This paper explains the cashew economy and the unfolding of the 2017 campaign. At least half of all households are thought to be engaged in production, commercialization, or exportation of cashew nuts. The activity has at least four macroeconomic impacts: one, it injects liquidity to producers; two, owing to producers’ high propensity to consume, it impacts the price level; third, it is the main provider of foreign exchange via exports; and fourth, it is an important source of fiscal revenues. Despite streamlining of marketing arrangements over the years, cashew production is still subject to significant government intervention. Vested interests have traditionally permeated public policies, with nontransparent issuance of licenses and permits used in some instances to block competition. Cashew production started to expand during the 1980s and yearly output has over the years increased to currently about 200,000 tons. Native of north Brazil, cashew trees were introduced by the Portuguese during the colonial period but output remained negligible through to the country’s independence in 1973.
This paper on Poverty Reduction Strategy Papers on Guinea explains medium-term development framework to achieve Millennium Development Goals and fulfill the authorities’ vision of Guinea as an emerging economy in 15 to 25 years, respectful of human rights and gender equality and supportive of the rule of law. It sets out medium-term policies that Guinea should implement to place itself on a path to development that would allow it to fulfill its ambition to become an emerging economy by 2035. This scenario foresees strong and lasting average annual growth, supported by ambitious policies for modernization of agriculture.
This paper presents the Joint Staff Advisory Note on Guinea-Bissau’s Second National Poverty Reduction Strategy Paper (PRSP II) covering 2011–15. The PRSP II, adopted by the government in July 2011, provides the framework for the implementation of a comprehensive strategy aimed at consolidating macroeconomic stabilization and strengthening recent improvements in economic governance. Its successful implementation would help the country enhance its economic growth conditions, strengthen the rule of law, and accelerate progress toward the achievement of the Millennium Development Goals.
This paper reports on the economic and financial reforms in Guinea-Bissau. After a long period of recession since the beginning of 2000 followed by a slight recovery in 2007, the economy of Guinea-Bissau has entered a new growth spurt in 2008. The budget deficit, which averaged 10 percent of GDP between 2005 and 2007, has been reduced to 3.2 percent in 2008 and 3.0 percent in 2009 by raising more revenue domestically and by controlling expenses.
This Joint Staff Advisory Note reviews the first full Poverty Reduction Strategy Paper (PRSP) prepared by the government of Guinea-Bissau. The PRSP was prepared within a participatory process, and builds on grassroots consultations at the national level that involved all segments of society. The PRSP highlights broad areas of intervention for each strategic pillar but lacks a clear prioritization of activities and programs. IMF staff agrees with the PRSP’s emphasis that high unemployment rates and heavy reliance on agriculture as the main source of employment are major concerns for poverty reduction.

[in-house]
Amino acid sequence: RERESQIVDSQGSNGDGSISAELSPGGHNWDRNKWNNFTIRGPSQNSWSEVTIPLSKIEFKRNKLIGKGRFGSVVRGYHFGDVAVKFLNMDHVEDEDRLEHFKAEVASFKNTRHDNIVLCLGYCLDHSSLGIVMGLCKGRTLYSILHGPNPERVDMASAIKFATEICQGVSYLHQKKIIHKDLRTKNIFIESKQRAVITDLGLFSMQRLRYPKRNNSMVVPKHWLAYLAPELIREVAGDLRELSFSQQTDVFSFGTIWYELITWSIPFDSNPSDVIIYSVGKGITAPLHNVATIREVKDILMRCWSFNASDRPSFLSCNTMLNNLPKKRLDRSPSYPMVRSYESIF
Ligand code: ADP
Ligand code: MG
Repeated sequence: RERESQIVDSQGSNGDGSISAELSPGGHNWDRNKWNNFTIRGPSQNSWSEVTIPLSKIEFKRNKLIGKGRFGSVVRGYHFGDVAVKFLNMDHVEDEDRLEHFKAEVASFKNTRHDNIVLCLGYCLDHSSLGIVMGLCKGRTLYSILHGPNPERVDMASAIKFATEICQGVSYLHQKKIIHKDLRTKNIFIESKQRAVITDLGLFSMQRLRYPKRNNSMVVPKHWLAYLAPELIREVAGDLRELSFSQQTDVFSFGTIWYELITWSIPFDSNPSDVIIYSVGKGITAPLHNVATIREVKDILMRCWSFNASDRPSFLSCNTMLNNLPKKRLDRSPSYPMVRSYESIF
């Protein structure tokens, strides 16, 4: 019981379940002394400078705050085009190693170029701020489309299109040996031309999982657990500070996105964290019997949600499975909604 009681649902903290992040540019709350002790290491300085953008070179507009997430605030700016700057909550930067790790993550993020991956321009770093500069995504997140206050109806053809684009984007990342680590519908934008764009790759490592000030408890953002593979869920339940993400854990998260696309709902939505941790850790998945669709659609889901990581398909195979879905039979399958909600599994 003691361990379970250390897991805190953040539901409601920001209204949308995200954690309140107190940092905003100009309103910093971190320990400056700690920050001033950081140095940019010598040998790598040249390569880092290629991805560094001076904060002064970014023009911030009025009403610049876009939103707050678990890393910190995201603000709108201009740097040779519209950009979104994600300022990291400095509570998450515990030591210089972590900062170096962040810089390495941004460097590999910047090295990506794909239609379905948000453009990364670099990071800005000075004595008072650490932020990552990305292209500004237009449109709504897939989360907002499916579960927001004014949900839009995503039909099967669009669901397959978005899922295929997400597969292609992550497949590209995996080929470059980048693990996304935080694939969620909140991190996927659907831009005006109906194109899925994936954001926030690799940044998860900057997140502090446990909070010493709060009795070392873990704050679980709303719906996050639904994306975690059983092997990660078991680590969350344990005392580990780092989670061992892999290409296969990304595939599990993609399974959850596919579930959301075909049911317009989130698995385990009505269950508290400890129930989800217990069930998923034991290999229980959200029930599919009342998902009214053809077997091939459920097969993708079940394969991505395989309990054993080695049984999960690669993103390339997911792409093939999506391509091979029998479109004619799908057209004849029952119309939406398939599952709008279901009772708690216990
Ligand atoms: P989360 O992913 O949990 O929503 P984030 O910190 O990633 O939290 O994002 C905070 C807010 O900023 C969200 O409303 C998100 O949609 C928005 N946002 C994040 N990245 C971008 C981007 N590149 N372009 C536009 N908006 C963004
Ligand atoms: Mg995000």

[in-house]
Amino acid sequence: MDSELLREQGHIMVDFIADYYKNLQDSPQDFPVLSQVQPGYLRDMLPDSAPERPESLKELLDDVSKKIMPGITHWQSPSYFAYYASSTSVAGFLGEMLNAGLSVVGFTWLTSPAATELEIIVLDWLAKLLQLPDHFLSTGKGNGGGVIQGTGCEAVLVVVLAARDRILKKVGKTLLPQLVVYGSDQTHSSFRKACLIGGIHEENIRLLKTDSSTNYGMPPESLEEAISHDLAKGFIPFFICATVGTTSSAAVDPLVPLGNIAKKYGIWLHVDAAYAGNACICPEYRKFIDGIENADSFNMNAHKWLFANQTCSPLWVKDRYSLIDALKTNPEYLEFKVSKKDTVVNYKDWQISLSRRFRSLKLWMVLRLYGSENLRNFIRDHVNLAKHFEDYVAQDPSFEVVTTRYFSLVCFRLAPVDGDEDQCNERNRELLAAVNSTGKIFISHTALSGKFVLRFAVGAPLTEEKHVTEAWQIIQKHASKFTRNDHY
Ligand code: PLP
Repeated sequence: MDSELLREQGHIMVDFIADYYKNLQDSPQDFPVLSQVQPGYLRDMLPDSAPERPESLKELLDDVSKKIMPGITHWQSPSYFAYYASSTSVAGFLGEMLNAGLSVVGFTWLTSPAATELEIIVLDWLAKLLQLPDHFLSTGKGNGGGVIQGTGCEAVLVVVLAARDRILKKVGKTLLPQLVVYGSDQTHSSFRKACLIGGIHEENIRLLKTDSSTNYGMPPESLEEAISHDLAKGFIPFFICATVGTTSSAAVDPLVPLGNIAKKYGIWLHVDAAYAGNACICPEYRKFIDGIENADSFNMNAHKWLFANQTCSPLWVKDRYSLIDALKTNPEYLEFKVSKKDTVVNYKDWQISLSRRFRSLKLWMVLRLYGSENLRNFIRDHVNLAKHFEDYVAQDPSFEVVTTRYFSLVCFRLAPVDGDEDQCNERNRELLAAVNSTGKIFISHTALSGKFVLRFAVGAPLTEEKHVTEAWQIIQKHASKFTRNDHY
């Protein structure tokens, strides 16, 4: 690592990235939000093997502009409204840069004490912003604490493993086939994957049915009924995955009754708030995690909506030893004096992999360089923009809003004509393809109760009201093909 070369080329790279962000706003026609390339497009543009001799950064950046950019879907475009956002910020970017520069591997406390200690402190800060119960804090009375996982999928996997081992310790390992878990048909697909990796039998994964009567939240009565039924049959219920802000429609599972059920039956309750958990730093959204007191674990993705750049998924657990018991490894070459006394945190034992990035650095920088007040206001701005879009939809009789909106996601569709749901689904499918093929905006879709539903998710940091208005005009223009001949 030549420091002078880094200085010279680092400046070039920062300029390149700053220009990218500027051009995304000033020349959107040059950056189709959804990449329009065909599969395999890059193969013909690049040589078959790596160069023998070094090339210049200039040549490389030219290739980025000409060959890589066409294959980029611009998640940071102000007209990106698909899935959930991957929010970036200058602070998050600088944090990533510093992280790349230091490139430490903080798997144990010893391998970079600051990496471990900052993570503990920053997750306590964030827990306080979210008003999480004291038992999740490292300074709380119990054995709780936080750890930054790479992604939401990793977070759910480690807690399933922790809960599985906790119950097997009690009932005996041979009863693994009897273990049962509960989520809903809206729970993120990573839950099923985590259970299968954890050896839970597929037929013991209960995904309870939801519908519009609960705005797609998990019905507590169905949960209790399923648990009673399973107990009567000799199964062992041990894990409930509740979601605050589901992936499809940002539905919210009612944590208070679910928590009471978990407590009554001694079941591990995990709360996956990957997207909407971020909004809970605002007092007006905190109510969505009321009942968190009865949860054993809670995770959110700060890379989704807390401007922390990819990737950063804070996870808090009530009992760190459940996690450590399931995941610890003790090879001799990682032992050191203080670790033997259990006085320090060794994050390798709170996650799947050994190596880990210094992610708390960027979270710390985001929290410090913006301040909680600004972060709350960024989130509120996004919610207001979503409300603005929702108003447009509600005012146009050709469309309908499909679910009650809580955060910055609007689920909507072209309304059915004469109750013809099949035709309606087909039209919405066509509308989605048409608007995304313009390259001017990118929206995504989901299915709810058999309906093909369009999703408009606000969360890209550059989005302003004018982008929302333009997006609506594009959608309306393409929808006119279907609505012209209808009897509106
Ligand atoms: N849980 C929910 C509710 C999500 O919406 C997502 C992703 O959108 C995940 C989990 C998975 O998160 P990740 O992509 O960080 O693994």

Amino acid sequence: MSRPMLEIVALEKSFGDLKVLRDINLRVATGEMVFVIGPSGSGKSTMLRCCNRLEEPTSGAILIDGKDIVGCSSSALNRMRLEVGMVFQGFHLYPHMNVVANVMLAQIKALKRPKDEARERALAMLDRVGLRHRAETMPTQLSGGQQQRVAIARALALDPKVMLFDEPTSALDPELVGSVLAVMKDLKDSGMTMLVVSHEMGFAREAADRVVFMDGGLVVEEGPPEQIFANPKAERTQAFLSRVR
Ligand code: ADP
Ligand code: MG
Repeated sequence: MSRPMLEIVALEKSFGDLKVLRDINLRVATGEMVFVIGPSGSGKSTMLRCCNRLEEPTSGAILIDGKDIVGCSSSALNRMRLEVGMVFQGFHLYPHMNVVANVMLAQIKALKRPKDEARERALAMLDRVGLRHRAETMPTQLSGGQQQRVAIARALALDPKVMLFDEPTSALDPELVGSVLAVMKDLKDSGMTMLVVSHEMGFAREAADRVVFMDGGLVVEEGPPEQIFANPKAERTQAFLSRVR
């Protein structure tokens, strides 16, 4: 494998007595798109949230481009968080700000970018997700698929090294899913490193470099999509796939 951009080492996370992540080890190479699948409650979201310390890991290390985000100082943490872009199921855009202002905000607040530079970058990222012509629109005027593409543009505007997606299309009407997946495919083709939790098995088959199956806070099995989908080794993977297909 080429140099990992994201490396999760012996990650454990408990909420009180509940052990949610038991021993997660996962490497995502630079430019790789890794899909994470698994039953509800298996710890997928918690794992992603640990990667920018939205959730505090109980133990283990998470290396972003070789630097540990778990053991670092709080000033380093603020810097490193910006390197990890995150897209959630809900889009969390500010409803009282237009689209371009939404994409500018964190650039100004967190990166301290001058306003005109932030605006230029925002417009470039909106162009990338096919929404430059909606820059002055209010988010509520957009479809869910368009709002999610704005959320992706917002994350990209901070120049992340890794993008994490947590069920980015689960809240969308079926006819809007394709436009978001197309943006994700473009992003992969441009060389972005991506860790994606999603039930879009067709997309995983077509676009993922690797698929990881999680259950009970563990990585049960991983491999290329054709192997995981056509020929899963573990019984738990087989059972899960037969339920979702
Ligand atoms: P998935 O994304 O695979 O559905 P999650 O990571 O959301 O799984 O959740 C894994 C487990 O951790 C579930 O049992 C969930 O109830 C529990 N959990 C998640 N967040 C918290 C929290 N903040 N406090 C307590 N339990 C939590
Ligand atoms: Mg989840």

This paper presents an overview of the National Poverty Reduction Strategy Paper (NPRSP) for Guinea-Bissau. The paper discusses the phenomenon of poverty, its dimensions, extent, and distribution by category and region. It provides a background analysis of developments in poverty based on the diagnostic of past economic policies. The paper presents the priority goals in the fight against poverty by articulating a long-term and medium-term vision as well as strategic actions. The operational strategies and strategic actions of the NPRSP are also presented in the paper.
This 2004 Article IV Consultation highlights that Guinea-Bissau’s economic performance has weakened substantially in recent years. Real GDP declined by 7 percent in 2002 and was flat in 2003. Structural reforms stalled after the war; the private sector remained incapacitated because of the destruction of equipment and infrastructure caused by the conflict, and the loss of stocks owing to confiscating and looting. In 2003, the external current account deficit, excluding official transfers, halved relative to the previous year, to 6.7 percent of GDP, reflecting higher cashew nut exports and stagnating imports.
Mr. Kadima D. Kalonji, Mr. Boileau Loko, Raj Nallari, and Mr. Montfort Mlachila
This paper explores the relationship between external debt and poverty. A number of observers have argued that high external indebtedness is a major cause of poverty. Using the first-differenced general method of moments (GMM) estimator, the paper models the impact of external debt on poverty, measured by life expectancy, infant mortality, and gross primary enrollment rates, while duly taking into account the impact of external debt on income. The paper thus endeavors to bring together the literature that links external debt with income growth and poverty. The main conclusion is that once the effect of income on poverty has been taken into account, external indebtedness indicators have a limited but important impact on poverty.